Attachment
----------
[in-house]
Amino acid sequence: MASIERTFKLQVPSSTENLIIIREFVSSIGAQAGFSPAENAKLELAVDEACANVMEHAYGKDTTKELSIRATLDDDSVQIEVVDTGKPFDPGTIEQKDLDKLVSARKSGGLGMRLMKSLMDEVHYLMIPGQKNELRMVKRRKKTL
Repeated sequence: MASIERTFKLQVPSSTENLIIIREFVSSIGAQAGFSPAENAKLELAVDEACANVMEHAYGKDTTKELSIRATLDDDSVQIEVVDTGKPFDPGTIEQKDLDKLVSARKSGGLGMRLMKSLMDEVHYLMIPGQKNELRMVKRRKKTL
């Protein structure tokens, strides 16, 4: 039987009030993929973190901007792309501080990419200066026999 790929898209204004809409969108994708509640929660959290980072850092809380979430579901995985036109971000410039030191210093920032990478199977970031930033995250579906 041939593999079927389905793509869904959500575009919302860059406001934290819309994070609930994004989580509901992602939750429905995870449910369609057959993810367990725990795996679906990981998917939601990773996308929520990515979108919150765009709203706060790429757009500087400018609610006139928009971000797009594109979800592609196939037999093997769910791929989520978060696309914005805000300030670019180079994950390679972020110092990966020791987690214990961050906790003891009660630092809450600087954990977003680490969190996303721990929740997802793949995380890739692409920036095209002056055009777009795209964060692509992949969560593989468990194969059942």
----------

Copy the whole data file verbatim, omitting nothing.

[in-house]
Amino acid sequence: MASIERTFKLQVPSSTENLIIIREFVSSIGAQAGFSPAENAKLELAVDEACANVMEHAYGKDTTKELSIRATLDDDSVQIEVVDTGKPFDPGTIEQKDLDKLVSARKSGGLGMRLMKSLMDEVHYLMIPGQKNELRMVKRRKKTL
Repeated sequence: MASIERTFKLQVPSSTENLIIIREFVSSIGAQAGFSPAENAKLELAVDEACANVMEHAYGKDTTKELSIRATLDDDSVQIEVVDTGKPFDPGTIEQKDLDKLVSARKSGGLGMRLMKSLMDEVHYLMIPGQKNELRMVKRRKKTL
């Protein structure tokens, strides 16, 4: 039987009030993929973190901007792309501080990419200066026999 790929898209204004809409969108994708509640929660959290980072850092809380979430579901995985036109971000410039030191210093920032990478199977970031930033995250579906 041939593999079927389905793509869904959500575009919302860059406001934290819309994070609930994004989580509901992602939750429905995870449910369609057959993810367990725990795996679906990981998917939601990773996308929520990515979108919150765009709203706060790429757009500087400018609610006139928009971000797009594109979800592609196939037999093997769910791929989520978060696309914005805000300030670019180079994950390679972020110092990966020791987690214990961050906790003891009660630092809450600087954990977003680490969190996303721990929740997802793949995380890739692409920036095209002056055009777009795209964060692509992949969560593989468990194969059942």